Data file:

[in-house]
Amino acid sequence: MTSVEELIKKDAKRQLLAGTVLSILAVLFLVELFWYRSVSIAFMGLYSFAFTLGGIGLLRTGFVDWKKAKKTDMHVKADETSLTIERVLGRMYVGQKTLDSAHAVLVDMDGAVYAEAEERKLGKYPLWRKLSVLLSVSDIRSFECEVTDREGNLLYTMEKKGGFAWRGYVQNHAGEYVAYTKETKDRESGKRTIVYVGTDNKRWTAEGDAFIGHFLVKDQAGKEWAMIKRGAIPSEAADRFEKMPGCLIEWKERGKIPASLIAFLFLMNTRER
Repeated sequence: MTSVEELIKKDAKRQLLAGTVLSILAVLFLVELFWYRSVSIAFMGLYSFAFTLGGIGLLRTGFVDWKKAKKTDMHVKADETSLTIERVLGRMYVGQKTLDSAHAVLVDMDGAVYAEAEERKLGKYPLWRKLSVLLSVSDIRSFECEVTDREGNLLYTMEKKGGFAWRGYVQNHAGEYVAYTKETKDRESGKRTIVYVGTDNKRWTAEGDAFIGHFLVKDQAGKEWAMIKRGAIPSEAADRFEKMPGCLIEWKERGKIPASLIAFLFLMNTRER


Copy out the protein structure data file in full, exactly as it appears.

[in-house]
Amino acid sequence: MTSVEELIKKDAKRQLLAGTVLSILAVLFLVELFWYRSVSIAFMGLYSFAFTLGGIGLLRTGFVDWKKAKKTDMHVKADETSLTIERVLGRMYVGQKTLDSAHAVLVDMDGAVYAEAEERKLGKYPLWRKLSVLLSVSDIRSFECEVTDREGNLLYTMEKKGGFAWRGYVQNHAGEYVAYTKETKDRESGKRTIVYVGTDNKRWTAEGDAFIGHFLVKDQAGKEWAMIKRGAIPSEAADRFEKMPGCLIEWKERGKIPASLIAFLFLMNTRER
Repeated sequence: MTSVEELIKKDAKRQLLAGTVLSILAVLFLVELFWYRSVSIAFMGLYSFAFTLGGIGLLRTGFVDWKKAKKTDMHVKADETSLTIERVLGRMYVGQKTLDSAHAVLVDMDGAVYAEAEERKLGKYPLWRKLSVLLSVSDIRSFECEVTDREGNLLYTMEKKGGFAWRGYVQNHAGEYVAYTKETKDRESGKRTIVYVGTDNKRWTAEGDAFIGHFLVKDQAGKEWAMIKRGAIPSEAADRFEKMPGCLIEWKERGKIPASLIAFLFLMNTRER